It is the start of November 2021, and this Friday we have the second race in the 2022 World Triathlon Championship Series (WTCS) in Abu Dhabi. Given the past 18 months, we shouldn’t really be surprised that the new normal doesn’t really do convention.
All of that aside, the start list for Abu Dhabi looking surprisingly strong at a time of year when most of the athletes racing would normally be taking an end-of-season break or gently starting their winter base training.
Start time and how to watch on live stream
Racing in Abu Dhabi takes place on Friday November 5, and it is all based at Yas Marina – the home of the Etihad Airways F1 Grand Prix.
Racing is over the sprint distance. Starting with a one-lap, 750m swim in Yas Marina, the four-lap bike course includes the racing circuit before finishing off with a two-lap, 5km run.
The men will start first at 1411 local time (1011 in the UK), with the Elite women racing two hours later at 1611 local time (1211 in the UK).
The race will be broadcast live on the World Triathlon subscription service, TriathlonLive, and also available free in the UK on the BBC Red Button / connected TV / website.
Let’s start with the men as they will race first.
The current Maurice Lacroix World Triathlon Rankings have an unusual look, with just one scoring race on the board so far (Hamburg), plus many of the top names missing from that race in Germany, as they were busy on their September month of Super League Triathlon racing. The Hamburg event clashed with Super League Triathlon Jersey.
That means that Hamburg winner Tim Hellwig (GER) will start wearing bib #1, with Paul Georgenthum (FRA) and Leo Bergere (FRA) #2 and #3 respectively.
Olympic bronze medallist Hayden Wilde (NZL) will race, with Bence Bicsak (HUN) the only other top-10 finisher from Tokyo on the start list.
Digging a bit deeper however, there is certainly some quality talent heading to the UAE. Vincent Luis (FRA) was World Triathlon champion in 2019 and 2020 and recently won in the US.
Morgan Pearson (USA) had a great start to the year with third in Yokohama and second in Leeds, before earning Mixed Relay silver in Japan – where he had to run past Luis on the final leg of that brilliant Team USA performance.
Belgium’s fast-running Jelle Geens didn’t even get to start the individual race in Tokyo thanks to COVID, while injury impacted the performance of Tyler Mislawchuk (CAN), who many had tipped for significantly higher than his 15th position. They will join Luis and Pearson in the ‘motivated by what might have been’ club.
There is no Alex Yee or Jonny Brownlee for the Brits this week, the colours being carried in the UAE by Gordon Benson, Sam Dickenson and Grant Sheldon.
With six of the top 10 from Tokyo, including the gold and silver medallists, the Elite women’s race in Abu Dhabi is comfortably the strongest on offer this week.
Flora Duffy has had National Holidays and athletics stadiums named after her in Bermuda, but she showed at Super League Triathlon Malibu that she is seemingly taking the post-Olympic pressures in her stride and still performing on course.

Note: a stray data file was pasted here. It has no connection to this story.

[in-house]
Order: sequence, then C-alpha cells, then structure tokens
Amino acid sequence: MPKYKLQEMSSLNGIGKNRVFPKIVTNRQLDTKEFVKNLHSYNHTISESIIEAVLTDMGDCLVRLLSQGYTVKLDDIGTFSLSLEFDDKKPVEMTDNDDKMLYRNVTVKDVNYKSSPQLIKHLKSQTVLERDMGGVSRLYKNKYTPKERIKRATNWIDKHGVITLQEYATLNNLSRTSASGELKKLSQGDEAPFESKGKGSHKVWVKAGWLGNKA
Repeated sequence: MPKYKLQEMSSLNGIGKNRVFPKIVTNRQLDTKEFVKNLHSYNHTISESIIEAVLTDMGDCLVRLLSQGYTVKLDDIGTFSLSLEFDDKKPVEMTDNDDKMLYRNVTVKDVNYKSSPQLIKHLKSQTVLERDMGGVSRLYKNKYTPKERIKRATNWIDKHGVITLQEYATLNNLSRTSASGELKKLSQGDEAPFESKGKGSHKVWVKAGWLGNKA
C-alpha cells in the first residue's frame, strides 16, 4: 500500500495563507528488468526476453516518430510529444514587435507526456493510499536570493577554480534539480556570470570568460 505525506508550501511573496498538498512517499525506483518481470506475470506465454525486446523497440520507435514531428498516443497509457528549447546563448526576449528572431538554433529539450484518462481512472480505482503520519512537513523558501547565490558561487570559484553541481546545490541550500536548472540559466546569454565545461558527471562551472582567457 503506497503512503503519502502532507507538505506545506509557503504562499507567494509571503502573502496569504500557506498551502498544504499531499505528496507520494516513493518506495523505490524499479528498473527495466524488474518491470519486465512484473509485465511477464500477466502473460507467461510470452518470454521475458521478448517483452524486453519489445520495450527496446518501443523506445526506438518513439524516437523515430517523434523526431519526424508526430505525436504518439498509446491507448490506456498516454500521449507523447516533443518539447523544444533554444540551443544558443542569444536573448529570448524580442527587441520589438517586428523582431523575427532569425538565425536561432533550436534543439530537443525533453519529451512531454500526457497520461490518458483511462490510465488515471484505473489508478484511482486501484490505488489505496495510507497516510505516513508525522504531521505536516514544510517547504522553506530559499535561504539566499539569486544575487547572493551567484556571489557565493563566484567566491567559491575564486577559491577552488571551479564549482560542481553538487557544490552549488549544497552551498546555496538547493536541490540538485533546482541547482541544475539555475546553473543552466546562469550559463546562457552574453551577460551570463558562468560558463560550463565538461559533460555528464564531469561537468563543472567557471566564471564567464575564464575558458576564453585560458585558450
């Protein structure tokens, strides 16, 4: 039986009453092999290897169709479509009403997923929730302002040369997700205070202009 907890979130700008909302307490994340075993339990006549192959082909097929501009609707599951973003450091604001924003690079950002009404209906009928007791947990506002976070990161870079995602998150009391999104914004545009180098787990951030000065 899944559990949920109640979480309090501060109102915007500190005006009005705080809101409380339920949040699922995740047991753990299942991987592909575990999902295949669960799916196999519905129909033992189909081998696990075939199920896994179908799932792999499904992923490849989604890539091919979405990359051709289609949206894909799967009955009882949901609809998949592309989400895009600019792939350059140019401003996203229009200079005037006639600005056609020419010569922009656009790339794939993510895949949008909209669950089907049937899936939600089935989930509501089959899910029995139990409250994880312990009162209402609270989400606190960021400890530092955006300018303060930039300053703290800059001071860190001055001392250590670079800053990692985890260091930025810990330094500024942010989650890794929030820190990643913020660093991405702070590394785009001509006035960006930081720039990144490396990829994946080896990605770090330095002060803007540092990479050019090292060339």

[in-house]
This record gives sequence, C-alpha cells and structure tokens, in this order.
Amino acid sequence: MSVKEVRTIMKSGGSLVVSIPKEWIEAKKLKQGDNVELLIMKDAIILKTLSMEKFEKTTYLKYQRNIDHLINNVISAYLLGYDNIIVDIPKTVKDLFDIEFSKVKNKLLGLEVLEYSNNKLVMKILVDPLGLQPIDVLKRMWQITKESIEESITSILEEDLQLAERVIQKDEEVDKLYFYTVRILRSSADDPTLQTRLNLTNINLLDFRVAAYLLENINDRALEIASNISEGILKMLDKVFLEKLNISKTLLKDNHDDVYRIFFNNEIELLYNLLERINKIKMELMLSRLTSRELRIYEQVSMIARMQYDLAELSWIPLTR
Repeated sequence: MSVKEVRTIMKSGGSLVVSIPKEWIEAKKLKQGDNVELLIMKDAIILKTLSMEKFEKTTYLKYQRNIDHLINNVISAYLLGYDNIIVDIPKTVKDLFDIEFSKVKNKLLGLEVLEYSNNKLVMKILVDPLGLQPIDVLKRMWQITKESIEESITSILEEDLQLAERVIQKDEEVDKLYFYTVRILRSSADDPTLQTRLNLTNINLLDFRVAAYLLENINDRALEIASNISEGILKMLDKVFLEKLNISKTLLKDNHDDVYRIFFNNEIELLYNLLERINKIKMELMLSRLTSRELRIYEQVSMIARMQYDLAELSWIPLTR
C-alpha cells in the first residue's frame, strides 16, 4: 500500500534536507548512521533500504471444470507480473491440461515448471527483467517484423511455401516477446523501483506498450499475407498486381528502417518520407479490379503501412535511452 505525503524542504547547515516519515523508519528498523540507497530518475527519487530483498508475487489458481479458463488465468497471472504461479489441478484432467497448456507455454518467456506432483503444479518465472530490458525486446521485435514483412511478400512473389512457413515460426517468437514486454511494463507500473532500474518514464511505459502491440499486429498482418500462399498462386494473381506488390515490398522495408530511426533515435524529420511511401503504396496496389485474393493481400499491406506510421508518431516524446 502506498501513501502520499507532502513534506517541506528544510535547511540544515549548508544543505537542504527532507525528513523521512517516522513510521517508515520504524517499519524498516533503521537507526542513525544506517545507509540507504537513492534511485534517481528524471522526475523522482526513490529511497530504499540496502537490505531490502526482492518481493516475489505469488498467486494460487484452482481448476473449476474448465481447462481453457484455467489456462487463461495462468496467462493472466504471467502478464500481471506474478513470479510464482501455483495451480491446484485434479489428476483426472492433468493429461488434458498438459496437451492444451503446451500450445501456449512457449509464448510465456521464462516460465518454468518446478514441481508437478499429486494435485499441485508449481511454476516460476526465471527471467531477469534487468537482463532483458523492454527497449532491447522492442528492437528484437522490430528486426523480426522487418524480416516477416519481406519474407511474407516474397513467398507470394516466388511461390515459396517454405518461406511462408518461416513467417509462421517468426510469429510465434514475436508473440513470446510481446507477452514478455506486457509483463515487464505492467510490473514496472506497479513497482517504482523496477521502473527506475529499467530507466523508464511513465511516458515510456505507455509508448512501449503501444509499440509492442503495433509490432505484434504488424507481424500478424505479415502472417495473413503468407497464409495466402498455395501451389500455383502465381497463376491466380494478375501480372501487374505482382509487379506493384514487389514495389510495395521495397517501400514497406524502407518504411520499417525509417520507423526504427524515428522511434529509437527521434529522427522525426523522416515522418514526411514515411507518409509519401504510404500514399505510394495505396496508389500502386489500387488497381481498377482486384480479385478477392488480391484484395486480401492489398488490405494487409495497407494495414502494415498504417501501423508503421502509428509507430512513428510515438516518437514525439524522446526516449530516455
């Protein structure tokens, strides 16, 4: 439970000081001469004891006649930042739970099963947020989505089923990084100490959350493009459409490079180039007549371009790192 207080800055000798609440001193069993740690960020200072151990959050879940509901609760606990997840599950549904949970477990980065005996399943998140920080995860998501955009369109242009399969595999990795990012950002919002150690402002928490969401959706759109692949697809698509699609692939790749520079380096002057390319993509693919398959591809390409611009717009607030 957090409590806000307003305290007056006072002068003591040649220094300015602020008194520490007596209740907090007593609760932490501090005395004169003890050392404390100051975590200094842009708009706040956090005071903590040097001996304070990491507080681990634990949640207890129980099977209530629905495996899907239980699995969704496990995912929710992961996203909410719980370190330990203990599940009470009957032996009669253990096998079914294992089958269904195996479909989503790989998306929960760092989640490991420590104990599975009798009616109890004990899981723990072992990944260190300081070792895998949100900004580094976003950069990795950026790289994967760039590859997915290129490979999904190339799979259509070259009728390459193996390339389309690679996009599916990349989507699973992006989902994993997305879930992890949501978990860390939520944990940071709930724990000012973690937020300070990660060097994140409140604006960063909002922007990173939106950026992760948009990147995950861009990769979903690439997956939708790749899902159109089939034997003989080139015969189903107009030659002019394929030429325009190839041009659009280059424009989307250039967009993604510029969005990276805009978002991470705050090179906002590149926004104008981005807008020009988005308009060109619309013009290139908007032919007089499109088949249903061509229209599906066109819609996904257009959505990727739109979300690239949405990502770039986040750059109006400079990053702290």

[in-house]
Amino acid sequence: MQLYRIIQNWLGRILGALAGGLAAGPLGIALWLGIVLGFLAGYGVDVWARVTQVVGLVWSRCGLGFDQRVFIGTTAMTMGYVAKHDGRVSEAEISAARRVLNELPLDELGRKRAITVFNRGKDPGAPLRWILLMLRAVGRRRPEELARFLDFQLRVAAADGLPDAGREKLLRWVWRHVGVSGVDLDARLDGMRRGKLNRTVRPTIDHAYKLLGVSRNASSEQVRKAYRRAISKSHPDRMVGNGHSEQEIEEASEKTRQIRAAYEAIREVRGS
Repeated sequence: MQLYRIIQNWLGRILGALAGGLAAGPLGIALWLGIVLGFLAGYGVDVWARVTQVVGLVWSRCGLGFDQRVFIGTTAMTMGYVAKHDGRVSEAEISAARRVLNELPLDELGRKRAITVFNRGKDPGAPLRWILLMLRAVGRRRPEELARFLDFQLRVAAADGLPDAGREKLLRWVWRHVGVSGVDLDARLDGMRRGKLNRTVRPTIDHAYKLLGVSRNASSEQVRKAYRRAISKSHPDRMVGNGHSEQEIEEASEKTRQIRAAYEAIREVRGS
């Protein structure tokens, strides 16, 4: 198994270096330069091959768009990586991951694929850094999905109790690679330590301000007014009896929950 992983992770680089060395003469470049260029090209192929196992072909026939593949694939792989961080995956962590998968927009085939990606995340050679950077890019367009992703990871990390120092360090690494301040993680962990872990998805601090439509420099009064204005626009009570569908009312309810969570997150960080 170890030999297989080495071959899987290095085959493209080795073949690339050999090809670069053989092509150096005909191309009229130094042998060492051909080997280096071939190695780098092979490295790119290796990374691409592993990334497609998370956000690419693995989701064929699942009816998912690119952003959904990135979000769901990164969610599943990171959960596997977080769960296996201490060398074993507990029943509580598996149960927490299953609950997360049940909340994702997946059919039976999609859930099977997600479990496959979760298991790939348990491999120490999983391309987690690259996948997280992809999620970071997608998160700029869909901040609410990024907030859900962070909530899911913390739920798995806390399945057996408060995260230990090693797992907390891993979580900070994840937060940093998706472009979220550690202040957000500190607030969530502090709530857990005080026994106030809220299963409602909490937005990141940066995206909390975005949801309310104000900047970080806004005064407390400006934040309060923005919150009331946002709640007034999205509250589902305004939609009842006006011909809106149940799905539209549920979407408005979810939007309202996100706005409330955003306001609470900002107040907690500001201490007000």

Flora still has the XTERRA World Championships to come next month of course, where she will be seeking a sixth Maui title (that would take her World Championship haul to 11). Add to that her Olympic and Commonwealth Games gold medals – truly impressive.
Georgia Taylor-Brown added the Super League Triathlon series title to her Tokyo silver medal and then seemingly called time on the 2021 racing season – but has now reversed that decision to race in Abu Dhabi. Has she got one more big performance left?
One thing is certain – the British women’s team going into Abu Dhabi is about as full strength as possible. No less than EIGHT entries, with GTB being joined by Jess Learmonth, Vicky Holland, Non Stanford, Sophie Coldwell, Beth Potter, Lucy Charles-Barclay and Sian Rainsley.
Such is the strength in depth of the British women’s draft-legal racing squad, that simply getting a race start in 2022 could prove a challenge at times, so you can be sure that trying to grab world ranking points is at least part of the objective here.
In addition, the Commonwealth Games in Birmingham will also be held over the sprint distance, so there’s an opportunity here to try and catch the eye of the selectors. For Stanford (Wales) and Potter (Scotland) that should be relatively straightforward, but you can be certain that qualifying for Team England will not be an easy task.
There is no Katie Zaferes, but the American entry of five includes Taylor Knibb, Taylor Spivey and Summer Rappaport.
Rachel Klamer (NED) is a former Abu Dhabi winner (and was an impressive fourth in Tokyo), while Laura Lindemann (GER) will hope to build on the WTCS Rankings advantage she gained by winning In Hamburg.
It really is a stellar cast – and you can even watch it during your lunch hour in the UK. Don’t miss it!